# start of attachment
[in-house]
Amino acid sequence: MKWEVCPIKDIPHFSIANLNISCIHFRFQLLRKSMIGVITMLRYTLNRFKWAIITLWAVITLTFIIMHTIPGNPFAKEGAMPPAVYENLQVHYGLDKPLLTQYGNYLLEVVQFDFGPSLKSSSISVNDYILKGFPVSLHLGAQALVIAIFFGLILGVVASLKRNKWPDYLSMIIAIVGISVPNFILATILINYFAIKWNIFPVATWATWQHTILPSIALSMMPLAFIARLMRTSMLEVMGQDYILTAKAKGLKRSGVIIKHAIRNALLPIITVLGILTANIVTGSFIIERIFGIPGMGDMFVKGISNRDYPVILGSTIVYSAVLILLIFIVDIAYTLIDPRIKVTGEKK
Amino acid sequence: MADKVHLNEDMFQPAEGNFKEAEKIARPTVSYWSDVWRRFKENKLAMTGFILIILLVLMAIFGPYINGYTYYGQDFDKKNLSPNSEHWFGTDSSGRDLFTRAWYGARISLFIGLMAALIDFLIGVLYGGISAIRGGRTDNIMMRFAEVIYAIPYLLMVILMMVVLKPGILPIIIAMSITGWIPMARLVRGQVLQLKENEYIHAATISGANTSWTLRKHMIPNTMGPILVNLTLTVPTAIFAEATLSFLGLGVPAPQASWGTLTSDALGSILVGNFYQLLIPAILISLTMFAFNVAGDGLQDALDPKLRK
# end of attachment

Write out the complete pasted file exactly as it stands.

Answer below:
[in-house]
Amino acid sequence: MKWEVCPIKDIPHFSIANLNISCIHFRFQLLRKSMIGVITMLRYTLNRFKWAIITLWAVITLTFIIMHTIPGNPFAKEGAMPPAVYENLQVHYGLDKPLLTQYGNYLLEVVQFDFGPSLKSSSISVNDYILKGFPVSLHLGAQALVIAIFFGLILGVVASLKRNKWPDYLSMIIAIVGISVPNFILATILINYFAIKWNIFPVATWATWQHTILPSIALSMMPLAFIARLMRTSMLEVMGQDYILTAKAKGLKRSGVIIKHAIRNALLPIITVLGILTANIVTGSFIIERIFGIPGMGDMFVKGISNRDYPVILGSTIVYSAVLILLIFIVDIAYTLIDPRIKVTGEKK
Amino acid sequence: MADKVHLNEDMFQPAEGNFKEAEKIARPTVSYWSDVWRRFKENKLAMTGFILIILLVLMAIFGPYINGYTYYGQDFDKKNLSPNSEHWFGTDSSGRDLFTRAWYGARISLFIGLMAALIDFLIGVLYGGISAIRGGRTDNIMMRFAEVIYAIPYLLMVILMMVVLKPGILPIIIAMSITGWIPMARLVRGQVLQLKENEYIHAATISGANTSWTLRKHMIPNTMGPILVNLTLTVPTAIFAEATLSFLGLGVPAPQASWGTLTSDALGSILVGNFYQLLIPAILISLTMFAFNVAGDGLQDALDPKLRK